20-year study confrims safety, efficacy of PCNL

October 1, 2007

Over the long term, stone recurrence is less frequent with percutaneous nephrolithotomy (PCNL) than with shock wave lithotripsy (SWL).

Key Points

The 19-year study, presented by first author Amy E. Krambeck, MD, a Mayo Clinic urology resident, found that 40% of patients undergoing PCNL experienced stone recurrence compared to 53.5% of those treated by SWL.

"We are finding out that the type of treatment for stone disease can have long-term effects. We have records going back 20 years, and this offered us a unique opportunity to look at the treatment modalities. This study shows percutaneous treatment to be safe," Dr. Krambeck told Urology Times.

Accounting for pain

"Our number-one complication was pain," Dr. Krambeck said. "That had a lot to do with the large nephrostomy tubes that were being used during the early years of the procedure. The technology has changed dramatically. The tube size has decreased. Access sheaths limit the absorption of fluids and the instruments used to break up the stones have advanced, as well. I don't think pain would be as frequent today."

The authors noted that the PCNL group had a higher body mass index at both presentation and follow-up than the other two groups did. In the 87 patients treated with PCNL, 35.6% were obese and 24.7% had hypertension as pre-existing conditions.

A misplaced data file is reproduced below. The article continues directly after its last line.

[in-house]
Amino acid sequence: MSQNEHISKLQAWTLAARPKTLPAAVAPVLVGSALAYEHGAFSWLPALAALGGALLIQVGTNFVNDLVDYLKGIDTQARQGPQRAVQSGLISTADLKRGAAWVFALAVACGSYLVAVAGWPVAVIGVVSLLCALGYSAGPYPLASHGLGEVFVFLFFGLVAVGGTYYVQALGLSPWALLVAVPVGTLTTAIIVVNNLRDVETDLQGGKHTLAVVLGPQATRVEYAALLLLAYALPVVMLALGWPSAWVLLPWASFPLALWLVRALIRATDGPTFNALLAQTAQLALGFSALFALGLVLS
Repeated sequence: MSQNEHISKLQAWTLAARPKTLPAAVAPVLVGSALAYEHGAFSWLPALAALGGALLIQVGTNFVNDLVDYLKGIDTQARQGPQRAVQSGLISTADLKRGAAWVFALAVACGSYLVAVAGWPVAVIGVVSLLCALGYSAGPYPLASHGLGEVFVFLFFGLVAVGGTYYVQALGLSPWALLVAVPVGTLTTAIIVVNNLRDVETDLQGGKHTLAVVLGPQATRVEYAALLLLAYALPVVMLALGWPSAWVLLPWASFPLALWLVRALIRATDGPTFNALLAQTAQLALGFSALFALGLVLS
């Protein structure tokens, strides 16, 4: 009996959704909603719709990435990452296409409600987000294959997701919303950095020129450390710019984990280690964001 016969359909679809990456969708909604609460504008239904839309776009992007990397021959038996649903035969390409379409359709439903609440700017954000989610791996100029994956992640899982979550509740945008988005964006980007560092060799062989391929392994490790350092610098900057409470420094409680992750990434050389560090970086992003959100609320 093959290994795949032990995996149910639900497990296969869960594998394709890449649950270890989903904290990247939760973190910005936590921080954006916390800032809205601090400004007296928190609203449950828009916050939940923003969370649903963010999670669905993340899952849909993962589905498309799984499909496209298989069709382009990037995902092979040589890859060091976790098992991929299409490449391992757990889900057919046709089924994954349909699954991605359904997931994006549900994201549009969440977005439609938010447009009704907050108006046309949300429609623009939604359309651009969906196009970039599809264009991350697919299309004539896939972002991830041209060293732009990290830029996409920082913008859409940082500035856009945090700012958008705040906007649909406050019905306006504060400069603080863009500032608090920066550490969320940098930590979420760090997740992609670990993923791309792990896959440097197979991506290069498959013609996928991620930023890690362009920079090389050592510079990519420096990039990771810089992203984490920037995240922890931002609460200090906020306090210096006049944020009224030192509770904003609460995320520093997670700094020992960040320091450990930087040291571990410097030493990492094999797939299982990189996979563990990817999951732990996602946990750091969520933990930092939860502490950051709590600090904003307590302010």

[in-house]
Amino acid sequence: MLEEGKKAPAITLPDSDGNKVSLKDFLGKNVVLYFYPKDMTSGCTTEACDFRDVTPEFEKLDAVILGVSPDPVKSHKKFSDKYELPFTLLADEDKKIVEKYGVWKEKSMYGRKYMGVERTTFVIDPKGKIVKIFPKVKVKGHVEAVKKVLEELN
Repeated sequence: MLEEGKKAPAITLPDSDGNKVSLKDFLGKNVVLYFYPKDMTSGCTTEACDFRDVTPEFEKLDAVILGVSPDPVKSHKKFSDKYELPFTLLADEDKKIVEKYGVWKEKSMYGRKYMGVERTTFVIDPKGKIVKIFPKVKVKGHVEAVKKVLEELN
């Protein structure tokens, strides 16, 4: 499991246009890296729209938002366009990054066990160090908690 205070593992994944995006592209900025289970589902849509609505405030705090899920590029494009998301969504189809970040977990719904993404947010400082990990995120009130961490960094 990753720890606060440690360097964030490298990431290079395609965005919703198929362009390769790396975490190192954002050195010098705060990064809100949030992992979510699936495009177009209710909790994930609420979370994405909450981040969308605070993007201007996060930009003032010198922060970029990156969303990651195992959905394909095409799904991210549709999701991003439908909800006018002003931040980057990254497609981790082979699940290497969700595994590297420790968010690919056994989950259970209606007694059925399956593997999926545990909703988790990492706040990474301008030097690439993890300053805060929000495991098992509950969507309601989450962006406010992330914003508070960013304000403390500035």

"This is just a theory, but I think that large people are more likely to have worse stone disease. There is a metabolic syndrome associated with stone disease that includes obesity, hypertension, and diabetes," Dr. Krambeck said.

New-onset renal insufficiency was reported in nine PCNL patients (10.6%); hypertension, in 29 (34%); diabetes mellitus, in 23 (23.5%); and ureteropelvic junction obstruction, in three (3.5%). The PCNL group appeared to have a higher incidence of diabetes than the control group did, but Dr. Krambeck noted that multivariate analysis eliminated the relationship between diabetes and PCNL when the researchers controlled for patient size and weight.

"The percutaneous patients tended to have higher BMIs, and it is this weight that is associated with diabetes," she said.

A companion study of the SWL patients, also presented at the meeting, found that obesity, male gender, complicated SWL, and treatment of lower pole stones appeared to predispose these patients to stone recurrence (see, "Stone recurrence, complications common after SWL"). Of the 288 patients in this cohort, 50 presented with one recurrence, 78 with two to five recurrences, 18 with six to nine recurrences, and eight had 10 or more recurrences. Recurrent disease was not associated with the development of new-onset hypertension (p=.354) or renal insufficiency (p=.154); however, recurrence was associated with the development of new-onset diabetes (p=.20).

"The take-home message is that percutaneous nephrolithotomy is safe. It is associated with acute complications, but over the long term, it is a good treatment for stone disease," Dr. Krambeck concluded.